The older one belongs to a Wahl-Eversharp Doric, a true classic American pen from the 1930s.
The plate acts like a zipper on the nib. Closed, on top, the tines cannot open. Open, on the bottom, the tines can give under pressure.
The small piece on top of the nib slides up and down along the slit. Placed on the bottom end, the nib is very rigid. On the upper end, the nib –free from the constraint— shows its maximum flexibility. This nib's system was patented by Wahl-Eversharp in 1932.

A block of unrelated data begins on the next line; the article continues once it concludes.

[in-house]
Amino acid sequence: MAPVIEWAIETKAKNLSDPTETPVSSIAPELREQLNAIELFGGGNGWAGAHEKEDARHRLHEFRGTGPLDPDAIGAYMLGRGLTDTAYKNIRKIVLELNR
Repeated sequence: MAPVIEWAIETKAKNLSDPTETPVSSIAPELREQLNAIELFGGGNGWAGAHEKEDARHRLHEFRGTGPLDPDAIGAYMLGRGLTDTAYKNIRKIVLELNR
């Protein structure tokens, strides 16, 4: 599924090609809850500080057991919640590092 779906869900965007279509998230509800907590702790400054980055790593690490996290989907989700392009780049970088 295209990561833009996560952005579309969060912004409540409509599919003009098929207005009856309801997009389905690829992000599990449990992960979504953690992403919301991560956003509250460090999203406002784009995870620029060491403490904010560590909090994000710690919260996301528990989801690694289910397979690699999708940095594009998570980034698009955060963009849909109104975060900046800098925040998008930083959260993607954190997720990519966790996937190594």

The Pilot Justus’s nib does exactly the same. This time, however, the pen owner does not need to stain his hands—the sliding plate is operated through a rotating ring inserted in the section.
The plate on the nib works simply by adding some resistance to the natual flexibility of the tines. this mechanism is less sophisticated than that of the Wahl-Eversharp.
The knurled ring acting on the plate, and the indication showing how to make the nib Harder or Softer.
The Pilot Justus on these pictures was manufactured in 1993 (December). This model reached some markets outside Japan.
My thanks to Mr. Álvaro Romillo (Wahl-Eversharp Doric) and to Mr Nozue (Pilot Justus).